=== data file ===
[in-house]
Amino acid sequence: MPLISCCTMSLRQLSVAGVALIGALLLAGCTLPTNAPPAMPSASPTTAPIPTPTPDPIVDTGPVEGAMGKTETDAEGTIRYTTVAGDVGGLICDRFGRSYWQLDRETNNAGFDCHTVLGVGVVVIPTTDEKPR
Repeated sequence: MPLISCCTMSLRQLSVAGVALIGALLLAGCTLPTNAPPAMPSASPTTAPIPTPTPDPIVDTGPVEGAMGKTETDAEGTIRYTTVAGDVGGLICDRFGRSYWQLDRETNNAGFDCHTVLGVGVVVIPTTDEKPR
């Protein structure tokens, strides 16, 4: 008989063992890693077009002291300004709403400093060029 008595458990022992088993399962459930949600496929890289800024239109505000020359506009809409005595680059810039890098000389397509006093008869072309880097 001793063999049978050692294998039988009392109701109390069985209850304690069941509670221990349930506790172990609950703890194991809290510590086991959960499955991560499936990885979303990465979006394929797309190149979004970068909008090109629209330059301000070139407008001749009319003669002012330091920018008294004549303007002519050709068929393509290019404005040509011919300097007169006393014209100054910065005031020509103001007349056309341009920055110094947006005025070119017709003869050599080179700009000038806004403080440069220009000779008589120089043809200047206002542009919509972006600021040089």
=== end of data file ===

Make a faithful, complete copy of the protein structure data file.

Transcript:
[in-house]
Amino acid sequence: MPLISCCTMSLRQLSVAGVALIGALLLAGCTLPTNAPPAMPSASPTTAPIPTPTPDPIVDTGPVEGAMGKTETDAEGTIRYTTVAGDVGGLICDRFGRSYWQLDRETNNAGFDCHTVLGVGVVVIPTTDEKPR
Repeated sequence: MPLISCCTMSLRQLSVAGVALIGALLLAGCTLPTNAPPAMPSASPTTAPIPTPTPDPIVDTGPVEGAMGKTETDAEGTIRYTTVAGDVGGLICDRFGRSYWQLDRETNNAGFDCHTVLGVGVVVIPTTDEKPR
């Protein structure tokens, strides 16, 4: 008989063992890693077009002291300004709403400093060029 008595458990022992088993399962459930949600496929890289800024239109505000020359506009809409005595680059810039890098000389397509006093008869072309880097 001793063999049978050692294998039988009392109701109390069985209850304690069941509670221990349930506790172990609950703890194991809290510590086991959960499955991560499936990885979303990465979006394929797309190149979004970068909008090109629209330059301000070139407008001749009319003669002012330091920018008294004549303007002519050709068929393509290019404005040509011919300097007169006393014209100054910065005031020509103001007349056309341009920055110094947006005025070119017709003869050599080179700009000038806004403080440069220009000779008589120089043809200047206002542009919509972006600021040089």